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Positive Arbitrage – It’s Back

Positive Arbitrage – It’s Back

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Earning positive arbitrage becomes more likely as interest rates rise. That is good news for tax-exempt bond issuers because interest earnings can become a more legitimate contributor to project budgets. But it also means paying closer attention to arbitrage rebate strategy. At the moment, there are two critical categories of potential issues to consider:

  • New bond issues with lower borrowing rates (arbitrage yields) that are earning positive arbitrage or will soon earn positive arbitrage. Good credits and short-term borrowings are the most vulnerable. Any debt obligation with a bond yield of roughly 3% or less has an opportunity to earn positive arbitrage based upon current and reasonably expected market conditions.
  • Bond issues from 2014 to 2016 with unspent balances in project funds. If not previously waived, the 3-year temporary periods will expire in this higher interest rate environment. Issuers that waived temporary periods in 2014 to 2016 likely made a great strategic move.

Waiving the Temporary Period

Even with rates rising, it may still make sense to consider waiving the 3-year temporary period on new project funds. The table below outlines considerations for whether this is a conversation worth having with bond counsel.


Note that the considerations are based on current market conditions and current expectations for borrowing rates (arbitrage yields) and investment rates for bond proceeds. Remember that evaluating whether or not to waive the temporary period is a conversation to have with bond counsel prior to issuance. It is a tax election that must be made in writing at settlement and cannot be changed thereafter.

Spending Exceptions – Use It or Lose It

Monitoring spending of new money bond proceeds is becoming more important. The spending exceptions are generally deemed an incentive from the IRS that allow issuers to keep positive arbitrage if they spend bond proceeds quickly. In addition, unspent bond proceeds have been a topic of interest with the IRS, so the timely expenditure of bond proceeds is vital.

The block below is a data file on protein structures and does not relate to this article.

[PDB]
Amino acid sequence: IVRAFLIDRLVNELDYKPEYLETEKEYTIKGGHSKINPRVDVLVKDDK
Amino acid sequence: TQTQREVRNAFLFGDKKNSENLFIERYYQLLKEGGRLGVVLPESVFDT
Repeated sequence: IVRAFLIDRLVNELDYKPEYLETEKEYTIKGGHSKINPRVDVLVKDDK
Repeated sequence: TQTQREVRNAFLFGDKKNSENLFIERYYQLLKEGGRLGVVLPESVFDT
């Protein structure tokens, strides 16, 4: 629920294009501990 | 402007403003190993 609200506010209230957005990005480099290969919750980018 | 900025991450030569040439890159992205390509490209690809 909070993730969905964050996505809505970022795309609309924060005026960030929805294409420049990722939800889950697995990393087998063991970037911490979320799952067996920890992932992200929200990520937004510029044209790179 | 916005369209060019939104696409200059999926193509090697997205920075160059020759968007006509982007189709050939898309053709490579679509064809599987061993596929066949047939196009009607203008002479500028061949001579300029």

Municipal issuers have to spend proceeds (and interest earnings) based on prescribed six-month benchmark spending requirements to meet one of the exceptions (see chart on page 2). Because there is no catch-up provision, once an issuer misses a spending benchmark, the ability to meet the exception is lost.

Here are some strategies to monitor and mitigate potential risks


  • Engage a rebate analyst now, even for new bond issues. 5th year reporting is a must; annual reporting is better especially while proceeds are outstanding.
  • Talk to your rebate analyst and financing team in advance of pricing to discuss strategy and tax implications of your deal.
  • Review to make sure bond proceeds are not only invested, but invested wisely. Bond proceeds sitting in uninvested cash could be earning retainable interest1.
  • When doing a refunding, talk to your rebate analyst about preparing final arbitrage reports.
  • If you issued new money debt in 2014-2016, review unspent project fund balances, and determine if temporary periods have expired or will be expiring soon.
  • Schedule arbitrage rebate calculations to prevent exposure to unnecessary risk.

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